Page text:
State Insurance Commissioner Roxani M. Gillespie has filed a civil suit charging operators of the bankrupt Coastal Insurance Co. with racketeering, fraud, gross mismanagement and breach of fiduciary duty, and is asking that they be ordered to reimburse state liquidators $66 million plus punitive damages, it was announced Monday.
The complaint filed Friday in Los Angeles Superior Court accuses Harry O. Miller, president of Coastal; Gerald Milton, an officer and director of a Coastal holding company; Sidney M. Field, owner of FGS Acquisition Co., and numerous other Coastal officers and directors of illicitly draining the auto insurance company of funds and forcing it into insolvency.
"California will not tolerate this kind of fraudulent and self-serving behavior," Gillespie said in a statement Monday. "This department fully intends to prosecute those who violate the public trust."
A secretary in Miller's office said he was on vacation and unavailable for comment. Attorneys for other defendants could not be reached, but Miller, Milton, Field and other Coastal officers last year denied to a legislative investigatory panel that they were guilty of any wrongdoing.
The Coastal suit isn't Field's first run-in with the Department of Insurance.
In April, his FGS Insurance Co. of Irvine was accused by the department of fraudulent sales practices and other violations of state insurance regulations. A Sept. 11 hearing in Costa Mesa has been scheduled to determine whether the company should be allowed to retain its state license, according to Dennis Ward, a Department of Insurance investigator.
Field, whose own insurance license was revoked by the state several years ago, currently is owner of FGS Insurance but has said through his attorney that he is selling the company to a management group.
Ward said recently, however, that his department had not been notified of any ownership change and is not sure of Field's status with the company. The state has ordered FGS to sever all ties with Field as one condition to retaining its license.
Ward said the investigative division had logged more than 250 customer complaints against FGS when the administrative charges were issued April 18. Since then, he said, "the complaints have kept coming into the department at a significant rate." The complaints, he said, basically involve customers' difficulties in getting FGS to pay their claims.
In the Coastal case, Richard D. Martland, chief assistant state attorney general in charge of the civil division, said there still could be criminal indictments, depending on the course of the investigation. The attorney general's office and two outside attorneys will represent Gillespie in the civil case.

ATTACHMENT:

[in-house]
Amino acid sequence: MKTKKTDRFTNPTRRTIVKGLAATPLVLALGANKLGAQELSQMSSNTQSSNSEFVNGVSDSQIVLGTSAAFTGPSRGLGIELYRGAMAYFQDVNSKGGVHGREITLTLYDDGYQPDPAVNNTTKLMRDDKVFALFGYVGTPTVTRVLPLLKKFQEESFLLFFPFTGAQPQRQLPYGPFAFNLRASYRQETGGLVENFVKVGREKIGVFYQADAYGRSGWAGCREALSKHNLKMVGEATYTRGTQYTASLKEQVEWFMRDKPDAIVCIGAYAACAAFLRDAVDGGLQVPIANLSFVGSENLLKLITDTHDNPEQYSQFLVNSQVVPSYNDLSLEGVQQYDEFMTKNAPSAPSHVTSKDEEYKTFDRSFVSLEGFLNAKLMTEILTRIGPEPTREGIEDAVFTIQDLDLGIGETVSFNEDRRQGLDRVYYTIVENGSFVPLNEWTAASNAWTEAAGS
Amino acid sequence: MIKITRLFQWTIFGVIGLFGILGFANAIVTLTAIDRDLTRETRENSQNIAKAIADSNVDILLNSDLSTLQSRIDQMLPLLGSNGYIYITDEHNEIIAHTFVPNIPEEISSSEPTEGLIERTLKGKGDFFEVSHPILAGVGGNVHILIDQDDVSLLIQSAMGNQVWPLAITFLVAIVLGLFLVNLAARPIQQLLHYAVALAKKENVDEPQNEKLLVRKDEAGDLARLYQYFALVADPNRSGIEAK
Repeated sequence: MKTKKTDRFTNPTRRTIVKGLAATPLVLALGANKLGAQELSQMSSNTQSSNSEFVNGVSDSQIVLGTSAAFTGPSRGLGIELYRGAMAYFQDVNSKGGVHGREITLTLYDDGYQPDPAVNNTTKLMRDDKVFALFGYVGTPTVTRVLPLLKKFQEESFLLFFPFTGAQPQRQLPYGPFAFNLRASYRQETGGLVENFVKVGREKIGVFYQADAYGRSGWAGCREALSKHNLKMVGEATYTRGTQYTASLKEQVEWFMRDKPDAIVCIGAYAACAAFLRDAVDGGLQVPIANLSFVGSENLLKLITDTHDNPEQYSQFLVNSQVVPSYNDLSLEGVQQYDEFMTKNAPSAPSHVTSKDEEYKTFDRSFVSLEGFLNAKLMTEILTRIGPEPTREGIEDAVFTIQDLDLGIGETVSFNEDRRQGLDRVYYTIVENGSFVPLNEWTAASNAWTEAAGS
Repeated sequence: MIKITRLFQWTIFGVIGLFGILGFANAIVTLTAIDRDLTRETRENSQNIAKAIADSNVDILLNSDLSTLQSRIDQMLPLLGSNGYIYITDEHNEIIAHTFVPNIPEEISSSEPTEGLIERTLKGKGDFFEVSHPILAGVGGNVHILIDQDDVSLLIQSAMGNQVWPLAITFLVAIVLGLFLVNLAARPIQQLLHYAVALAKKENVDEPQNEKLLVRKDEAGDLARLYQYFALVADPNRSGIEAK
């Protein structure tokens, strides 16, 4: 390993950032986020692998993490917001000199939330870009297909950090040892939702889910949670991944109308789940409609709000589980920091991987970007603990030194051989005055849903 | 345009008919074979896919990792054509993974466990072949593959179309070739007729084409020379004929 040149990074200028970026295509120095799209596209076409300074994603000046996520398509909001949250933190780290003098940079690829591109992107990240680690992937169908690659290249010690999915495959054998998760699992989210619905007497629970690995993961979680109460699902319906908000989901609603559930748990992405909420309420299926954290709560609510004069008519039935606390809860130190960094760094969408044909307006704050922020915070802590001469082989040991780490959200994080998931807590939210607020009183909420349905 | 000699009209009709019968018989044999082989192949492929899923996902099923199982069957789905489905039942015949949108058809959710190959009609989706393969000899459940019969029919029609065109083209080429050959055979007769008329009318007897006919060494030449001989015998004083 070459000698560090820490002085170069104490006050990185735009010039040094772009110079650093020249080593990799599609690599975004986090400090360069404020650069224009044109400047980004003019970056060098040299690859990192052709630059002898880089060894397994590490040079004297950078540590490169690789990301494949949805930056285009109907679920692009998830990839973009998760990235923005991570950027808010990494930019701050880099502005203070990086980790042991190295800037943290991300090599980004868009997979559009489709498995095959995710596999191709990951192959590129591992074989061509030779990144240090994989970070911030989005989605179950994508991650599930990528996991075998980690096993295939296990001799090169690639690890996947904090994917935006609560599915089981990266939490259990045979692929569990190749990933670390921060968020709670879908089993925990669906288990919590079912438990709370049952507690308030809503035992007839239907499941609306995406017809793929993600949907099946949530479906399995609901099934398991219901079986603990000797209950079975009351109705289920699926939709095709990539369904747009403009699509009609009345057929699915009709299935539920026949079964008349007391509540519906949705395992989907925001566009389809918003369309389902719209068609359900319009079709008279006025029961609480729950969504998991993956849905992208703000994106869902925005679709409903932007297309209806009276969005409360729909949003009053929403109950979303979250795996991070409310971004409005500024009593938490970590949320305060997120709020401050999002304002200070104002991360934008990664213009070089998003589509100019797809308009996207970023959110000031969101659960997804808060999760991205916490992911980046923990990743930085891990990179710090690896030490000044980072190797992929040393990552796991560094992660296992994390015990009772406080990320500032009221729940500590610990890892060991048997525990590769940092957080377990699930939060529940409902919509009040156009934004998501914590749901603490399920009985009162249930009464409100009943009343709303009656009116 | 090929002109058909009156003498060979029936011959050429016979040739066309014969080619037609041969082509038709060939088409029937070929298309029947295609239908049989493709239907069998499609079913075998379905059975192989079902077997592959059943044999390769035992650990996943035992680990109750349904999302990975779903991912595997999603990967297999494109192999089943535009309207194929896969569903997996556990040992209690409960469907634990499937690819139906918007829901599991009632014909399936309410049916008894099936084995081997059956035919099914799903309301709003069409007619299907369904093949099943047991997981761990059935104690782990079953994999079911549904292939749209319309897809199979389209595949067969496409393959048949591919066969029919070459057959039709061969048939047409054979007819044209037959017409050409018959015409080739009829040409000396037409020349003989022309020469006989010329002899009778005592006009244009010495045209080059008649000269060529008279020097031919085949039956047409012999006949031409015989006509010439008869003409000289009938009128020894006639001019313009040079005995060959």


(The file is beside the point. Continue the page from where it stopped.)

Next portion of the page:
Ron Rosen, chief liquidator for the Department of Insurance, said Gillespie decided to proceed first with the civil suit in part because the penalties for civil wrongdoing are much greater in terms of dollars than the relatively small fines called for in the criminal code.
Rosen said Coastal "would have been close" to remaining solvent had wrongful diversions of funds not occurred.
"We're hoping to get at least some of the $66 million we have in claims against Coastal back," Rosen said, even though Advent, the Coastal holding company--to which many of the alleged diversions were initially made--has also gone bankrupt. "Whatever we recover goes into the estate of Coastal and goes to pay these claims."
Coastal became well known to television viewers in the late 1980s for its advertising slogan, "It's no problem," and sold about 200,000 policies, mainly in Southern California, by appealing to drivers with poor records.
It went bankrupt early last year and was ordered liquidated on the petition of Gillespie shortly after Miller had made $5.2 million in political contributions to a campaign for a 1988 insurance initiative, Proposition 101, that ended up winning only 13.3% of the vote.
The Gillespie lawsuit alleges that the political contributions were among the funds drained from the company at a time when it should have been apparent to its operators that it was in dire difficulty.
The suit also names a $17.5-million purchase of FGS as another example of how funds were drained from Coastal. Just before the company went bankrupt, the suit notes, Coastal sold FGS back to Field for only $156,000, and even that amount was allegedly not paid to Coastal.
Gillespie has been engaged for more than a year in an effort to force Field to divest his interest in FGS. Although the Insurance Department took away Field's license, a loophole in state law allows him to continue in business as long as someone in his employ has a license.
The complaint against Coastal officials charges the defendants with creating various schemes to divert funds from Coastal, including gross overpayment of commissions, payment of illegal bonuses and dividends, and pursuing deals between officers that were of benefit only to them.
Under California law, claims against Coastal that cannot be paid by company assets are assessed against all California insurance policyholders.